SIDNEY — Shelby County residents have experienced flooding and/or power outages due to recent severe weather. The Sidney-Shelby County Health Department would like to provide residents with the following information.
Disease outbreaks are rare after flooding, however, floodwaters may contain various bacteria, viruses, and other infectious organisms that may cause disease. Floodwater may also contain fecal material from overflowing sewage systems and agricultural and industrial byproducts. Animal carcasses can carry disease and should be removed as soon as possible. While skin contact with floodwater does not, by itself, pose a serious health risk, ingesting food or drink contaminated with floodwater may cause disease. Good handwashing with soap and clean water is the number one way to prevent infection from floodwaters.
The real work starts after the floodwater has receded. If your water well has been subjected to flood water, the water should be run for about 30 minutes to allow the well to recharge naturally. It should then be chlorinated and the water tested for safety. The Sidney-Shelby County Health Department has chlorination procedures and can provide bacterial testing, as well as, advise and inspect any flooded wells in question.
The Sidney-Shelby County Health Department has information on flood clean up and proper disposal of garbage and trash as a result of the severe weather.
• If your sewage system has been flooded, it should not be used until the water has receded. Check your yard for broken lines and surfacing sewage. If you have an aeration system or any mechanical pumps, be sure the motor is still working and repair if necessary.
• Foods subjected to flood waters should be discarded. If the food was stored in a refrigerator or a freezer after a power outage, the Sidney-Shelby County Health Department can offer advice on how to determine if it is still safe.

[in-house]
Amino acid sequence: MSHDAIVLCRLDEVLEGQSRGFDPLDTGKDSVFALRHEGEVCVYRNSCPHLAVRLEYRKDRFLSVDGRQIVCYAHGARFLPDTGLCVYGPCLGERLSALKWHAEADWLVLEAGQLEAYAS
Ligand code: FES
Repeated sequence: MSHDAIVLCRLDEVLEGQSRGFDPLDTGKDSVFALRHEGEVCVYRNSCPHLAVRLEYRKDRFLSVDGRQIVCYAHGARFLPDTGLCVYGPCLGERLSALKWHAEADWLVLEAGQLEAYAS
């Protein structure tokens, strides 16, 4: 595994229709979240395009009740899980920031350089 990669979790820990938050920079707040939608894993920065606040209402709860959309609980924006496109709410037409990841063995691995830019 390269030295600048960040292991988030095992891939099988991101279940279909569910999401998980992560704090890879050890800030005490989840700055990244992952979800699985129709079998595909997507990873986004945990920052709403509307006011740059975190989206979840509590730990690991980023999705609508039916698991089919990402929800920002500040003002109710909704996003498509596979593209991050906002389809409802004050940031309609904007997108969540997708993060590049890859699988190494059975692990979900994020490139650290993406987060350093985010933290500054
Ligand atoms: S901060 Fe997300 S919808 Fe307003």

• Licensed food services or retail food establishments subjected to floodwaters must contact the Sidney-Shelby County Health Department for an inspection before re-opening to ensure safe conditions exist.
• If you have any kind of cut, burn, or infection on your hands, be sure to use plastic or rubber gloves if you must be in contact with floodwater. If open sores become exposed to contaminated water, disinfect the area(s) with soap and clean water to control infection. If a wound develops redness, swelling, or drainage, immediately seek medical attention.
The tetanus bacteria typically enter the body through places where the skin is broken, so it is very important to protect these areas. Wound cleaning and proper immunization are important. Anyone sustaining a puncture wound or who has a wound that becomes contaminated with feces, soil, or saliva should receive a tetanus booster immunization especially if it has been longer than five years since you had a tetanus shot. The Sidney-Shelby County Health Department has Tetanus vaccine available for the general public. Call the Sidney-Shelby County Health Department at 498-7249 with any questions or to schedule an immunization appointment.